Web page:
The and have settled on a price of roughly $3.8 billion for the next batch of fighters, after more than a year of negotiations, according to program sources.
A few details remain to be worked out on low-rate initial production (LRIP) Lot 5 for the Joint Strike Fighter program, though the contract is likely to be signed in days.
LRIP 5 includes 32 fighters, the same number ordered in the last lot by the Pentagon. Despite no increase in the numbers, prime contractor Lockheed Martin says the 22 conventional-takeoff-and-landing aircraft in the lot will be 50% less expensive than the first production models that were built in LRIP 1. At that time, the price was $220.8 million for a CTOL aircraft.
Officials at the Joint Strike Fighter Joint Program Office and Lockheed Martin declined to provide a per-unit target cost for those 22 F-35A aircraft, or the three F-35Bs (optimized for vertical takeoff and short landings) or seven F-35Cs designed for aircraft carrier use.
Company officials boast that the labor rate for LRIP 5 aircraft will be 14% lower than that for LRIP 4. Pentagon officials have grumbled about high labor rates in the F-35 and other programs as they have looked for ways to curtail spending.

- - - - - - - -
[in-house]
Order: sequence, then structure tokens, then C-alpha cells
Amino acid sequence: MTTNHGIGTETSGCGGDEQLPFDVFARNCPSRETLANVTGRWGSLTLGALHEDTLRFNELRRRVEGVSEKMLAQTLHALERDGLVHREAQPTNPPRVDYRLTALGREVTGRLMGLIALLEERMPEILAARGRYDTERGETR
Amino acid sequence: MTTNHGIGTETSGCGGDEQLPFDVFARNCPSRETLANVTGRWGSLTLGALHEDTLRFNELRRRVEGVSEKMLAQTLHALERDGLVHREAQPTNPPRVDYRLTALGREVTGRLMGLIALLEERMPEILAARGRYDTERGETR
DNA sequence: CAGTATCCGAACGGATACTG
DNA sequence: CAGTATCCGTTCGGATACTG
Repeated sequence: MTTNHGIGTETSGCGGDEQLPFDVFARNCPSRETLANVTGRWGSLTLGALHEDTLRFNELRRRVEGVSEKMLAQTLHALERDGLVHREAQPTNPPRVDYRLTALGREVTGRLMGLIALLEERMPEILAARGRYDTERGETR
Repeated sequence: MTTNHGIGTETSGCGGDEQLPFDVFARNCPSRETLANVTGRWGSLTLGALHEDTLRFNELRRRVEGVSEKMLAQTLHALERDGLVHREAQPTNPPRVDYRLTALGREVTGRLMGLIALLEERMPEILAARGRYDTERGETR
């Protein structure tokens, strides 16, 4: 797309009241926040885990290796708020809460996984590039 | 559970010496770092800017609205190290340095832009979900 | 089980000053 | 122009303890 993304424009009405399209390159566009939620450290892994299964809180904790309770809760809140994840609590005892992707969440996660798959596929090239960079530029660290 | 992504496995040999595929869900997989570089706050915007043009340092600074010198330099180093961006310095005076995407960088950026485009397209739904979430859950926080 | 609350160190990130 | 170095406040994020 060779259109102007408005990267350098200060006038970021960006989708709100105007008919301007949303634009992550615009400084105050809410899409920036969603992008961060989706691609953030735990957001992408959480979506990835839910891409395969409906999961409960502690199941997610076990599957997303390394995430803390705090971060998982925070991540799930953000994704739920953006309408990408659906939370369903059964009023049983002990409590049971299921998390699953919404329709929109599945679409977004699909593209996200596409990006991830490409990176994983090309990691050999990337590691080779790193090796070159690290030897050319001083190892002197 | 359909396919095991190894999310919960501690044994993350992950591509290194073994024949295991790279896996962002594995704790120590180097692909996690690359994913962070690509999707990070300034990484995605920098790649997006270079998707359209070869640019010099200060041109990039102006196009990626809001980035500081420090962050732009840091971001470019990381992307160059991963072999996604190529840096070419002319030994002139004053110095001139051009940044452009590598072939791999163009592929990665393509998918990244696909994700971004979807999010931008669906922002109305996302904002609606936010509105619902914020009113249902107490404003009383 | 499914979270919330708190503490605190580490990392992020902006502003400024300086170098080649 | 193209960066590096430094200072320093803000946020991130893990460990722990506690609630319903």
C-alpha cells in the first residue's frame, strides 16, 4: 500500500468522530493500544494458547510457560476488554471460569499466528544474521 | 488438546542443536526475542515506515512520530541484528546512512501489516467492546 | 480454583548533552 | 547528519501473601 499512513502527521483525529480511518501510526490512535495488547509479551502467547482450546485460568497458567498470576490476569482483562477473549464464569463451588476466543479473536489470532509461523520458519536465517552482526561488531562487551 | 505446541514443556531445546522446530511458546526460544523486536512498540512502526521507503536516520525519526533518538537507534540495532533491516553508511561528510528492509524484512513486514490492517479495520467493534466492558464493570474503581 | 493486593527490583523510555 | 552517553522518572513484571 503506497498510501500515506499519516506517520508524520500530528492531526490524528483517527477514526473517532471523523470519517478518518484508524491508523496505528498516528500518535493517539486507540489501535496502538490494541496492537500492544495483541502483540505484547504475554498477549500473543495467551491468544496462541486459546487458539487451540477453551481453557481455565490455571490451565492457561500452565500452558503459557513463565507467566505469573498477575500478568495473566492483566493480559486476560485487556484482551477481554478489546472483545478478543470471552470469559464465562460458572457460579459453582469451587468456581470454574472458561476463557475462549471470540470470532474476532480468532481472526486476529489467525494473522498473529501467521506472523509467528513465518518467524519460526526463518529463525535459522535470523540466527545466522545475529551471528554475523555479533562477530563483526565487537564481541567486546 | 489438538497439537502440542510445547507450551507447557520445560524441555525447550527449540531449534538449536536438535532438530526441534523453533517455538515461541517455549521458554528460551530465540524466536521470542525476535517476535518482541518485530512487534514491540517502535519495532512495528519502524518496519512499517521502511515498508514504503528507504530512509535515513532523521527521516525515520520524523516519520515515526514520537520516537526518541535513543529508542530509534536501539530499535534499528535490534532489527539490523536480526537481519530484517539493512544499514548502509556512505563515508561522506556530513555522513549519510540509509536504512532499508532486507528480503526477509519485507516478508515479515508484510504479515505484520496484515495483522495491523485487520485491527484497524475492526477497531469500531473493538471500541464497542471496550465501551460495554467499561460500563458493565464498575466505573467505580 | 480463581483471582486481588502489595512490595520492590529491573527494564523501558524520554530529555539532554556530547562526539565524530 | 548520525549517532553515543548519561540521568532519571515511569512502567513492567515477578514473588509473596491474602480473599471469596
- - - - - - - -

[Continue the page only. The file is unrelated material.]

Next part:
Lockheed Martin workers at the Fort Worth assembly plant took to the picket line this summer over grievances regarding pay and benefits. Though the company populated the final assembly line with other workers, the production schedule fell behind. Michael Rein, a company spokesman, says 20 of 30 aircraft promised for delivery in 2012 have been turned over to the customer. “We are going to work hard over the next 30 days to get there” with delivery of the remaining 10 by year-end, he says.
In December 2011, the Pentagon and Lockheed Martin struck a deal on risk-sharing for so-called concurrency costs. This refers to the price of retrofits to already built aircraft based on design issues discovered in testing. Until Lot 4, the Pentagon picked up the tab to the tune of $136 million, or about $4.86 million per aircraft.
In LRIP 4, the Pentagon agreed to pay the first $52 million in concurrency costs; any additional overage would come out of Lockheed Martin’s award.
The terms of the concurrency risk-sharing deal for LRIP 5 were not provided by the company or the Pentagon. The agreement on LRIP 5 pricing, however, clears the way for the Pentagon to pay Lockheed Martin back for preliminary work on LRIP 6. Program officials refused to fund long-lead work on LRIP 6 without a deal for the current lot.
This agreement comes after more than a year of heated negotiations and at a tough time for Lockheed Martin.
Christopher Kubasik, who was tapped to be the next CEO of the company, resigned this month after a personal affair with a subordinate came to light. This leaves Marillyn Hewson, who was to be second in charge, as the incoming CEO at the beginning of next year.
Also this fall, the incoming F-35 director, Maj. Gen. Christopher Bogdan, said the relationship between Lockheed Martin and the Pentagon was the “worst I’d ever seen” in a program. He will assume command of the program Dec. 6 when Vice Adm. David Venlet retires.